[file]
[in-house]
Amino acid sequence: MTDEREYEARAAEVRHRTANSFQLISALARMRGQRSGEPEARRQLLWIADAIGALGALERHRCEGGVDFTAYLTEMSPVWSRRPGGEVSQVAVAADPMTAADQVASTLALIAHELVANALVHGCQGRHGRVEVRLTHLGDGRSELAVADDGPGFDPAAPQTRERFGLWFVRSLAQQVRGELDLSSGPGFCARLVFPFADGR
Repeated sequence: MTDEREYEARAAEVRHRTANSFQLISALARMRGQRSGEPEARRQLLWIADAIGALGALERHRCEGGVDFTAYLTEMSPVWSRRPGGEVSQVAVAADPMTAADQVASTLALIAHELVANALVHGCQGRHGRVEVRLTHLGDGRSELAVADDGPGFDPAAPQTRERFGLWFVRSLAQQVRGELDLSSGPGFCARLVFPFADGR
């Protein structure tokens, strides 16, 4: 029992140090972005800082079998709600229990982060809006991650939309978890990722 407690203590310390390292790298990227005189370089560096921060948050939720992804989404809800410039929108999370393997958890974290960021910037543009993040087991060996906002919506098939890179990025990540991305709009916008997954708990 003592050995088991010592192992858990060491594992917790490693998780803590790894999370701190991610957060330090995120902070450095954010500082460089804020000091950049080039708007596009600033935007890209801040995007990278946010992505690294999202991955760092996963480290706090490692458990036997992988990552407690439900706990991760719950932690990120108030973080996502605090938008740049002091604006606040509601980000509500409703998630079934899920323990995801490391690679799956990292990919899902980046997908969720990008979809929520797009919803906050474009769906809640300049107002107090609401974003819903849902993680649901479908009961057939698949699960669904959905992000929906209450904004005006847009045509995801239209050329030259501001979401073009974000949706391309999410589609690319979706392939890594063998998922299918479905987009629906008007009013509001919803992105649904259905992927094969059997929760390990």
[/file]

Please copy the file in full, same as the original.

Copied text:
[in-house]
Amino acid sequence: MTDEREYEARAAEVRHRTANSFQLISALARMRGQRSGEPEARRQLLWIADAIGALGALERHRCEGGVDFTAYLTEMSPVWSRRPGGEVSQVAVAADPMTAADQVASTLALIAHELVANALVHGCQGRHGRVEVRLTHLGDGRSELAVADDGPGFDPAAPQTRERFGLWFVRSLAQQVRGELDLSSGPGFCARLVFPFADGR
Repeated sequence: MTDEREYEARAAEVRHRTANSFQLISALARMRGQRSGEPEARRQLLWIADAIGALGALERHRCEGGVDFTAYLTEMSPVWSRRPGGEVSQVAVAADPMTAADQVASTLALIAHELVANALVHGCQGRHGRVEVRLTHLGDGRSELAVADDGPGFDPAAPQTRERFGLWFVRSLAQQVRGELDLSSGPGFCARLVFPFADGR
């Protein structure tokens, strides 16, 4: 029992140090972005800082079998709600229990982060809006991650939309978890990722 407690203590310390390292790298990227005189370089560096921060948050939720992804989404809800410039929108999370393997958890974290960021910037543009993040087991060996906002919506098939890179990025990540991305709009916008997954708990 003592050995088991010592192992858990060491594992917790490693998780803590790894999370701190991610957060330090995120902070450095954010500082460089804020000091950049080039708007596009600033935007890209801040995007990278946010992505690294999202991955760092996963480290706090490692458990036997992988990552407690439900706990991760719950932690990120108030973080996502605090938008740049002091604006606040509601980000509500409703998630079934899920323990995801490391690679799956990292990919899902980046997908969720990008979809929520797009919803906050474009769906809640300049107002107090609401974003819903849902993680649901479908009961057939698949699960669904959905992000929906209450904004005006847009045509995801239209050329030259501001979401073009974000949706391309999410589609690319979706392939890594063998998922299918479905987009629906008007009013509001919803992105649904259905992927094969059997929760390990």